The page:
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Location: Portland, Oregon

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Wednesday, November 19, 2008

When A Man Loves A Book Premise

Whenever I find myself reading Anthony Bourdain, I think the same thing that plenty of other people have clearly already thought and have acted on: if I were to write a tell-all about the profession I work in, how would I deal with the question of "names changed to protect the innocent/guilty"?
Having crammed much of my ouvre into the writing of blogs for the last three years, I'm operating under a guideline of my own. To wit:
The circumstances under which I will use actual names of people is when a) they are dead, b) they are crooks, and deserve infamy, c) they already use their actual name on the internet [ala George], and d) they are famous.

So that being said, I would still want to reward to the good and humiliate the bad, were I to write a Backstage Confidential, but I probably wouldn't. There's such thing as lawsuits.
And uh, 'Backstage Confidential'? Too many books use this construction in their titles. Were I to write a confessional about being a stagehand, so many titles suggest themselves from the highly ritualized argot used by the hands themselves:

What, are ya' New?
A Day at Dimmer Beach
Heavy Things in High Places
Subs, Socas and Cheeseboroughs
You vs. Gravity
Breaking A Leg
Show Blacks
When A Roadie and A Stagehand Love Each Other Very Much...
Yer Killin' Me

Actually, all the above strike me as decent chapter names, not book titles. I'm tempted, as usual, to use Gore Vidal's To Do Well What Should Not Be Done At All, but I don't know about that. I could use Wheels to Jesus, which as I've noted before is a MySpace page for a guy who -it turns out- lives here and was my boss for much of this last summer. Perhaps my own There's Plenty of Businesses Like Show Business (which I think I got off of a bathroom wall, actually), would suffice.
The fun thing is that really, I could just copy much of what I have already written here. The last three years mark my transition from guy-who-occasionally-does-stagehanding-shit to year-round stagehand, and it's an intoxicating saga: a journey into one man's soul.

It'd make a great reality show too, I've always thought.

Or 'unscripted series', to use a description I prefer for reality shows that are actually documentaries. You know, as opposed to The Hills or something, where all that's happening is a bunch of idiots who are aware that they're on teevee sit there and live out their not-especially-interesting lives whilst being manipulated by producers.
Shows like Axe Men, The Deadliest Catch, Ice Road Truckers and...(Whatever the one about oil field workers is) are my favorites because despite the obvious presence of cameras, the subjects are all too busy doing their jobs (and trying not to get killed) to dissemble.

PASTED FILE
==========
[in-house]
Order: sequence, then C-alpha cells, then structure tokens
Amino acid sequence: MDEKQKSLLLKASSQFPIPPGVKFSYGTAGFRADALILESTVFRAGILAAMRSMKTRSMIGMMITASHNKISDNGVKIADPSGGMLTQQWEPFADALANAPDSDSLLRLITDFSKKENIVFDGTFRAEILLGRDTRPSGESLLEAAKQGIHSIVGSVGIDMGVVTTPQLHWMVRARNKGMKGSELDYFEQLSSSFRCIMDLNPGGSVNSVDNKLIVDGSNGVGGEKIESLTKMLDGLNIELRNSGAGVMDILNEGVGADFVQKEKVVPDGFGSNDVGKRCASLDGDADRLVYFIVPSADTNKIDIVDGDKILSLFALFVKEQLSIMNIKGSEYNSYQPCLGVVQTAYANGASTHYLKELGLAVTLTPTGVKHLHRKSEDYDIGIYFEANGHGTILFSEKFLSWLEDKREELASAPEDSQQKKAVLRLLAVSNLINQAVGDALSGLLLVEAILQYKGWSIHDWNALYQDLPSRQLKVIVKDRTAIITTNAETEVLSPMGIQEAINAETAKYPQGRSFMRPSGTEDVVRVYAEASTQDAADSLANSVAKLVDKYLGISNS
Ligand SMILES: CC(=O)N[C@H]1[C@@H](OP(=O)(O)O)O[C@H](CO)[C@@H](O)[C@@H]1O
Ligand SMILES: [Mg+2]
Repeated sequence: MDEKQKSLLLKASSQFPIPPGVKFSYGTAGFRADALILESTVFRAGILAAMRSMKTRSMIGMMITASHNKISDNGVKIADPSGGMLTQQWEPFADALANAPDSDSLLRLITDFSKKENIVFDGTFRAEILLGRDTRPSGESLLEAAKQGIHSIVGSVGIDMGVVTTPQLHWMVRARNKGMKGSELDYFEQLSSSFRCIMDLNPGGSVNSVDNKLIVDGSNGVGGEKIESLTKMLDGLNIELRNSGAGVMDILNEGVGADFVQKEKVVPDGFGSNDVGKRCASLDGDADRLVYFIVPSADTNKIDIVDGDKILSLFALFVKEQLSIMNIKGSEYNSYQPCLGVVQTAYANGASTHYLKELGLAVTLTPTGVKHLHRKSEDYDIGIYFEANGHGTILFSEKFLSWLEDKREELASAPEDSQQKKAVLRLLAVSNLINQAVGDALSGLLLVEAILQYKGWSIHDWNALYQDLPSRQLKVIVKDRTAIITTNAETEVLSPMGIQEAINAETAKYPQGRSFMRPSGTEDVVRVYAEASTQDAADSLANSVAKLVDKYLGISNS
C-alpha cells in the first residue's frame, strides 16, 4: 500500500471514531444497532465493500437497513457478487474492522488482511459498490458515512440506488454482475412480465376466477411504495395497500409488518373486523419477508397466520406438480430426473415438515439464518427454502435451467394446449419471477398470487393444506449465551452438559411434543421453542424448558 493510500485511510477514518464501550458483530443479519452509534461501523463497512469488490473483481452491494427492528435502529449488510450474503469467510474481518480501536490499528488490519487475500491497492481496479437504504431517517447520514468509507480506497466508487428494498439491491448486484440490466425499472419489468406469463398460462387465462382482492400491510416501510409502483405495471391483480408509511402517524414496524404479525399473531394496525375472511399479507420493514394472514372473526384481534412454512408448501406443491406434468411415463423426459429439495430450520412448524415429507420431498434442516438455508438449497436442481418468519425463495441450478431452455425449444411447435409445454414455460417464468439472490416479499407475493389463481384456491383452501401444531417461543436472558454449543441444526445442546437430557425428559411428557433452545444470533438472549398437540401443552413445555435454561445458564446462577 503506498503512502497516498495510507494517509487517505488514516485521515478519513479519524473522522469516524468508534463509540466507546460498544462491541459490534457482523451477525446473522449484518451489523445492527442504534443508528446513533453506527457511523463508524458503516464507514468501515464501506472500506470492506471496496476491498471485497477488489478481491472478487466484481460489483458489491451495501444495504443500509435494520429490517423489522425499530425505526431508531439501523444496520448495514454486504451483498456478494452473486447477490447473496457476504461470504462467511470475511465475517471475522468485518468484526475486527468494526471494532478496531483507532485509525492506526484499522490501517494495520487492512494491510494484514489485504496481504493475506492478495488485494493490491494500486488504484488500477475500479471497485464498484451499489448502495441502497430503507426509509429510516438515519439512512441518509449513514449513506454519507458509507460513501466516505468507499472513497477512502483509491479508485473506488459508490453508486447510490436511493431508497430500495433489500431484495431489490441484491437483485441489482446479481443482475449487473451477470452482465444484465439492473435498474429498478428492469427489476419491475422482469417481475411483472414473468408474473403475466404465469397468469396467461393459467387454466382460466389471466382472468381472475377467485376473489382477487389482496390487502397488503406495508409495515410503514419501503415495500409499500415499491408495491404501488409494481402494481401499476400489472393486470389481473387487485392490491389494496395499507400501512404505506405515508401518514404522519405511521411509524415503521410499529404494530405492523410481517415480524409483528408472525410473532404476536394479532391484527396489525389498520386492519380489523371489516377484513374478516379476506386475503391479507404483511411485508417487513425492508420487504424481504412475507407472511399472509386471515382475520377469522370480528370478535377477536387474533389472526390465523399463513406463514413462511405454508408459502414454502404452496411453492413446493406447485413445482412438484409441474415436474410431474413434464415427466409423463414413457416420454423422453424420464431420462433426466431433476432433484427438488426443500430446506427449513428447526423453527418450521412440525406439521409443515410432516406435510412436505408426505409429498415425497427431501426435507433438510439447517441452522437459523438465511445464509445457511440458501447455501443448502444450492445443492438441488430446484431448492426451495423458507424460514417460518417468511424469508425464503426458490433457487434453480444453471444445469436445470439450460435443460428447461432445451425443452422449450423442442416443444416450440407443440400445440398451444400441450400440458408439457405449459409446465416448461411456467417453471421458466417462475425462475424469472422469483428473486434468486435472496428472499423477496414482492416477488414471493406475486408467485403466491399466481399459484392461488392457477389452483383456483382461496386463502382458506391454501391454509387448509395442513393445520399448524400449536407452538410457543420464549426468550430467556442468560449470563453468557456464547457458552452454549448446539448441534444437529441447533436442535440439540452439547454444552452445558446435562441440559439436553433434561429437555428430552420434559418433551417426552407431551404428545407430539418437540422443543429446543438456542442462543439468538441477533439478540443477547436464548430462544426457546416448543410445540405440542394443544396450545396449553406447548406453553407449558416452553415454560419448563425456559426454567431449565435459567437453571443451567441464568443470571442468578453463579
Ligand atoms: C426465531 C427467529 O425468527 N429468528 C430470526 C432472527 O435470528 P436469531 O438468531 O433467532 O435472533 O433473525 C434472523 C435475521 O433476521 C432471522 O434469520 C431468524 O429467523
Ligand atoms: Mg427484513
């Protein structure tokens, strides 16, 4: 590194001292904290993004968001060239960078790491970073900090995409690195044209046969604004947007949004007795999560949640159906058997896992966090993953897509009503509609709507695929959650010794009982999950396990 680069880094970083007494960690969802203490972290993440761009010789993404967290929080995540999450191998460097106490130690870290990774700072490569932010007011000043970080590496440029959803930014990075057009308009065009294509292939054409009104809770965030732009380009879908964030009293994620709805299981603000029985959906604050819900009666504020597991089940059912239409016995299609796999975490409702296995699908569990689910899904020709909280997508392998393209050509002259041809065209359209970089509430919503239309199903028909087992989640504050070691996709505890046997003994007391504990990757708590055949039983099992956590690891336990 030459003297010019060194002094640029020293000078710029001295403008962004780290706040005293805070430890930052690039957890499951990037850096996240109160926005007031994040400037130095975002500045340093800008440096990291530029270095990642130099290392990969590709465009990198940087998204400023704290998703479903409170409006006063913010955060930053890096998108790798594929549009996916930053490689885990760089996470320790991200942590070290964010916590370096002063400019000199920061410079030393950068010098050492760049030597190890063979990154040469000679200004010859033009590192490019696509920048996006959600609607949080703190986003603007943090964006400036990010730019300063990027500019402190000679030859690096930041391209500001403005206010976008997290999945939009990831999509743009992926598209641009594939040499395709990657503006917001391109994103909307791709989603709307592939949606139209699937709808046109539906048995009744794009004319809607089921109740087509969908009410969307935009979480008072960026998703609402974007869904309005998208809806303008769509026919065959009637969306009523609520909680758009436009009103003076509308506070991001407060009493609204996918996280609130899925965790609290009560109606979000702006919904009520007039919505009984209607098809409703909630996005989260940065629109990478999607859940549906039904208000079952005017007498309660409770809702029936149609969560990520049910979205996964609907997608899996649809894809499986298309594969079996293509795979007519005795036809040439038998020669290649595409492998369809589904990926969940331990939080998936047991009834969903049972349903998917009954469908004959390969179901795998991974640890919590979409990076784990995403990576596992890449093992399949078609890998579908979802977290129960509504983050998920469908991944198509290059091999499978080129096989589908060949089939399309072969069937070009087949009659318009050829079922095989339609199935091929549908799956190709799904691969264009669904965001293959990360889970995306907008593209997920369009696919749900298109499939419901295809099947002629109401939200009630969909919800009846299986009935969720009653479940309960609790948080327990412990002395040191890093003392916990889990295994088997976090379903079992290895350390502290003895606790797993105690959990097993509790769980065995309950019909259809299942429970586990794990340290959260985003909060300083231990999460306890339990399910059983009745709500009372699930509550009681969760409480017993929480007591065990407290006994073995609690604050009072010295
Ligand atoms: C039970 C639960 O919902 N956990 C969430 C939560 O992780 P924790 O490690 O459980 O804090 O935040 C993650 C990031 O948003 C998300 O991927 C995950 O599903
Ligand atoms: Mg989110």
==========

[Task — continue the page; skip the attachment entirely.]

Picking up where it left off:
Oddly, all of those are about industries that are directly affecting the health of our planet in terrible, terrible ways. Hmm.

So I was standing stage right -'dimmer beach'- at the Carrie Underwood show the other night, and found myself wondering yet again why the Guns n' Roses song "Paradise City" has become everyone's property, somehow. I did note that the song, like Pat Benatar's immortal "Hit Me With Your Best Shot", is on the top ten list of Drunk Girl's Karaoke Greatest Hits, generally performed by a lineup of shamefully smashed women just prior to bar close.
I couldn't keep her name straight, with my mind heading to 'Carrie Bradshaw' or 'Kelly Clarkson' every time I tried to utter it that day. She's really boring, but again, the place was packed to the rafters.

I even could have written a pretty good book about restaurants, having worked in all aspects of that industry (and some time in catering, as well) for roughly ten years. But so many people have, and well...
Besides, we already have M. Bourdain, who is above all else a good writer. Even his crime novels certainly have their moments, and his monograph on Typhoid Mary is fascinating.
Could I do the same, with historical overview, for my profession? Yes, yes I think I could.

But I gotta finish those other three books I'm writing first.



Blogger Salty Miss Jill said...

Ten years in the biz? No wonder we get on so well. We're comrades formerly in arms.
It was the only job I've ever loved and I wish I could go back.

2:05 PM  
Blogger rich bachelor said...

I sometimes ask myself if I ever would go back. Or even if I could.

I liked it, but in this town, it seems to be a game for the somewhat-younger-than-me.

I'm noting too that I was starting to tell a story about Carrying Wood-Under or whatever her name was's lighting guy, and failed to actually tell it. No big: I'll be back.

10:12 AM  

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